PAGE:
Place the digits 1 to 9 into the circles so that each side of the triangle adds to the same total.

Using 3 rods of integer lengths, none longer than 10 units and not using any rod more than once, you can measure all the lengths in whole units from 1 to 10 units. How many ways can you do this?

Follow the directions for circling numbers in the matrix. Add all the circled numbers together. Note your answer. Try again with a different starting number. What do you notice?

How many starfish could there be on the beach, and how many children, if I can see 28 arms?

Place this "worm" on the 100 square and find the total of the four squares it covers. Keeping its head in the same place, what other totals can you make?

Woof is a big dog. Yap is a little dog. Emma has 16 dog biscuits to give to the two dogs. She gave Woof 4 more biscuits than Yap. How many biscuits did each dog get?

If each of these three shapes has a value, can you find the totals of the combinations? Perhaps you can use the shapes to make the given totals?

There are over sixty different ways of making 24 by adding, subtracting, multiplying and dividing all four numbers 4, 6, 6 and 8 (using each number only once). How many can you find?

This number has 903 digits. What is the sum of all 903 digits?

We can arrange dots in a similar way to the 5 on a dice and they usually sit quite well into a rectangular shape. How many altogether in this 3 by 5? What happens for other sizes?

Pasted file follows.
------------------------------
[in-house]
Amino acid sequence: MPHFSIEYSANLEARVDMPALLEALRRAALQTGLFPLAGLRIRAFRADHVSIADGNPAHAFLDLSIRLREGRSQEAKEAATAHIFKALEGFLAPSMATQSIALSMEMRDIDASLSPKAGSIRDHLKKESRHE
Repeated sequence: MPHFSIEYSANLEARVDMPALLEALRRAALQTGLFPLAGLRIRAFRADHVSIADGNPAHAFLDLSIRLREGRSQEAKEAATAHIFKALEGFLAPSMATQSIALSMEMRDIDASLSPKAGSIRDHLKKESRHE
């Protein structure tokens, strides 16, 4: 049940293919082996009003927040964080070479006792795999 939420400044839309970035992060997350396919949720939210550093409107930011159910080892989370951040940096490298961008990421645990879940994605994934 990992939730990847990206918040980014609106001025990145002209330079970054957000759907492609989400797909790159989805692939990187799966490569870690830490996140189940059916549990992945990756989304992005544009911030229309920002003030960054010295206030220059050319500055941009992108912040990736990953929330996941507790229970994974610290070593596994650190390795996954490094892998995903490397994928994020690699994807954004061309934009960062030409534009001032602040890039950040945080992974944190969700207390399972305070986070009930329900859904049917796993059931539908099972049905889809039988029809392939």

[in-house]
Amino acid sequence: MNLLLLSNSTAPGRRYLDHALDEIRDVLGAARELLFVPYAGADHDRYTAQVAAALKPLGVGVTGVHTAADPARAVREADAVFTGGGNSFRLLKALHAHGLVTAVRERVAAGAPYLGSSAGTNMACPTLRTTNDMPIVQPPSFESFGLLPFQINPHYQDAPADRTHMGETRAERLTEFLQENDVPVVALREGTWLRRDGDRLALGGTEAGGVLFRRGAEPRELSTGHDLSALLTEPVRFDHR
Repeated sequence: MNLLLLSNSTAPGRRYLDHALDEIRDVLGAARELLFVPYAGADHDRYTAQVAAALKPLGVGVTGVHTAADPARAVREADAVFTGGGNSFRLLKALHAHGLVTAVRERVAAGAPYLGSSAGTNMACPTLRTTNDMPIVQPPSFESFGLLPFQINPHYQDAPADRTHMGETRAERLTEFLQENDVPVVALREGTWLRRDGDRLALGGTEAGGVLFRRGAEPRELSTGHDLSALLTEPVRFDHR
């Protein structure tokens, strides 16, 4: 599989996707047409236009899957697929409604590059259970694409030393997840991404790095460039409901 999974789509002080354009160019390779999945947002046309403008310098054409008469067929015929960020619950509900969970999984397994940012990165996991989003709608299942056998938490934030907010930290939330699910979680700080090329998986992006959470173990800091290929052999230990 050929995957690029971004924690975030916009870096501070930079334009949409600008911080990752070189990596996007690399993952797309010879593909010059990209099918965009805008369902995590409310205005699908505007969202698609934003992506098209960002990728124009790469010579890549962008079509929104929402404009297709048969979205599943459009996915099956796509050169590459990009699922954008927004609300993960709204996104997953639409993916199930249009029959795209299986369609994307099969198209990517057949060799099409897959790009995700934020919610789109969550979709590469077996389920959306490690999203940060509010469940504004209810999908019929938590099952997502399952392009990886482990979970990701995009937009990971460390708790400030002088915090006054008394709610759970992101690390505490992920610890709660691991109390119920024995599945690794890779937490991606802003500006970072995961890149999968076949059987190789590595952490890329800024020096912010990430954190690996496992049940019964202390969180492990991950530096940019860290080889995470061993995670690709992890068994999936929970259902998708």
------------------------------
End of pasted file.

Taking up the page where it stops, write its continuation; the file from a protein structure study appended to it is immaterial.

In this section from a calendar, put a square box around the 1st, 2nd, 8th and 9th. Add all the pairs of numbers. What do you notice about the answers?

What happens when you add the digits of a number then multiply the result by 2 and you keep doing this? You could try for different numbers and different rules.

In a Magic Square all the rows, columns and diagonals add to the 'Magic Constant'. How would you change the magic constant of this square?

Investigate the different distances of these car journeys and find out how long they take.

Number problems for you to work on with others.

This challenge asks you to investigate the total number of cards that would be sent if four children send one to all three others. How many would be sent if there were five children? Six?

Find a great variety of ways of asking questions which make 8.

Start with four numbers at the corners of a square and put the total of two corners in the middle of that side. Keep going... Can you estimate what the size of the last four numbers will be?

These two group activities use mathematical reasoning - one is numerical, one geometric.

This task follows on from Build it Up and takes the ideas into three dimensions!

Use your logical-thinking skills to deduce how much Dan's crisps and ice-cream cost altogether.

Here are the prices for 1st and 2nd class mail within the UK. You have an unlimited number of each of these stamps. Which stamps would you need to post a parcel weighing 825g?

The Scot, John Napier, invented these strips about 400 years ago to help calculate multiplication and division. Can you work out how to use Napier's bones to find the answer to these multiplications?